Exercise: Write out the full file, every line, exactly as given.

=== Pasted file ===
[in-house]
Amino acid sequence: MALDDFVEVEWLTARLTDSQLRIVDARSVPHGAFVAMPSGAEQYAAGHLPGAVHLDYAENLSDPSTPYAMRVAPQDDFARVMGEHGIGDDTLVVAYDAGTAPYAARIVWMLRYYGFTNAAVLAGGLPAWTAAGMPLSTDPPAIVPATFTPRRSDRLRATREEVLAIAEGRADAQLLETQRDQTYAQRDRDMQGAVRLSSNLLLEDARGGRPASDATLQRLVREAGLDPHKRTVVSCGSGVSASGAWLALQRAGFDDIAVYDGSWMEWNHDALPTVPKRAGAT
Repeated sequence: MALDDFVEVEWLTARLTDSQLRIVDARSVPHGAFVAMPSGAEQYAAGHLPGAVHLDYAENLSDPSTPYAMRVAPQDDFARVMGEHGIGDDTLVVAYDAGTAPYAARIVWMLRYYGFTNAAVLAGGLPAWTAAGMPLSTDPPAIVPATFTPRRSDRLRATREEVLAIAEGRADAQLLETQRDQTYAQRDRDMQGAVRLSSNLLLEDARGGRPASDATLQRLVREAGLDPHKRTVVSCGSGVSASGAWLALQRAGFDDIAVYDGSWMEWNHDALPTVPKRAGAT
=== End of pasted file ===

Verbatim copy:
[in-house]
Amino acid sequence: MALDDFVEVEWLTARLTDSQLRIVDARSVPHGAFVAMPSGAEQYAAGHLPGAVHLDYAENLSDPSTPYAMRVAPQDDFARVMGEHGIGDDTLVVAYDAGTAPYAARIVWMLRYYGFTNAAVLAGGLPAWTAAGMPLSTDPPAIVPATFTPRRSDRLRATREEVLAIAEGRADAQLLETQRDQTYAQRDRDMQGAVRLSSNLLLEDARGGRPASDATLQRLVREAGLDPHKRTVVSCGSGVSASGAWLALQRAGFDDIAVYDGSWMEWNHDALPTVPKRAGAT
Repeated sequence: MALDDFVEVEWLTARLTDSQLRIVDARSVPHGAFVAMPSGAEQYAAGHLPGAVHLDYAENLSDPSTPYAMRVAPQDDFARVMGEHGIGDDTLVVAYDAGTAPYAARIVWMLRYYGFTNAAVLAGGLPAWTAAGMPLSTDPPAIVPATFTPRRSDRLRATREEVLAIAEGRADAQLLETQRDQTYAQRDRDMQGAVRLSSNLLLEDARGGRPASDATLQRLVREAGLDPHKRTVVSCGSGVSASGAWLALQRAGFDDIAVYDGSWMEWNHDALPTVPKRAGAT